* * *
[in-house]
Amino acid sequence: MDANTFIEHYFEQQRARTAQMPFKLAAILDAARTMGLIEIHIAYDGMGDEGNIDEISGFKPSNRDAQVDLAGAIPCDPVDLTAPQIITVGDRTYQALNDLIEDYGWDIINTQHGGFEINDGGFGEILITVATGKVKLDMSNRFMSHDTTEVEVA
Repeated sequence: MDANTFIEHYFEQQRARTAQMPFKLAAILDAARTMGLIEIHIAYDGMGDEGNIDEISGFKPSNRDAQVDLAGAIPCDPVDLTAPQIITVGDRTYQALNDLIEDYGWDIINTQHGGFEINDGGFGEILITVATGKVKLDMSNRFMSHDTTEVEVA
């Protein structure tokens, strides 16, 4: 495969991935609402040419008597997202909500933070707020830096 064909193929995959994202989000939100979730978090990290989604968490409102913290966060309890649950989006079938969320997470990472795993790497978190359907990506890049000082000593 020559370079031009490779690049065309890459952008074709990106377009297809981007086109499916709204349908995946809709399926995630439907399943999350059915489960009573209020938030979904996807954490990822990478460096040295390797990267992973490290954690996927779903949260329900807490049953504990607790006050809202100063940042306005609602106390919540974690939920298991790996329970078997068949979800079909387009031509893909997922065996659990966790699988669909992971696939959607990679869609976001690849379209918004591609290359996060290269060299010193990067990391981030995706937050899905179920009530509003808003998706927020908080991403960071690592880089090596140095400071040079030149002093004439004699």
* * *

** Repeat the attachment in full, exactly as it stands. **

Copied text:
[in-house]
Amino acid sequence: MDANTFIEHYFEQQRARTAQMPFKLAAILDAARTMGLIEIHIAYDGMGDEGNIDEISGFKPSNRDAQVDLAGAIPCDPVDLTAPQIITVGDRTYQALNDLIEDYGWDIINTQHGGFEINDGGFGEILITVATGKVKLDMSNRFMSHDTTEVEVA
Repeated sequence: MDANTFIEHYFEQQRARTAQMPFKLAAILDAARTMGLIEIHIAYDGMGDEGNIDEISGFKPSNRDAQVDLAGAIPCDPVDLTAPQIITVGDRTYQALNDLIEDYGWDIINTQHGGFEINDGGFGEILITVATGKVKLDMSNRFMSHDTTEVEVA
């Protein structure tokens, strides 16, 4: 495969991935609402040419008597997202909500933070707020830096 064909193929995959994202989000939100979730978090990290989604968490409102913290966060309890649950989006079938969320997470990472795993790497978190359907990506890049000082000593 020559370079031009490779690049065309890459952008074709990106377009297809981007086109499916709204349908995946809709399926995630439907399943999350059915489960009573209020938030979904996807954490990822990478460096040295390797990267992973490290954690996927779903949260329900807490049953504990607790006050809202100063940042306005609602106390919540974690939920298991790996329970078997068949979800079909387009031509893909997922065996659990966790699988669909992971696939959607990679869609976001690849379209918004591609290359996060290269060299010193990067990391981030995706937050899905179920009530509003808003998706927020908080991403960071690592880089090596140095400071040079030149002093004439004699």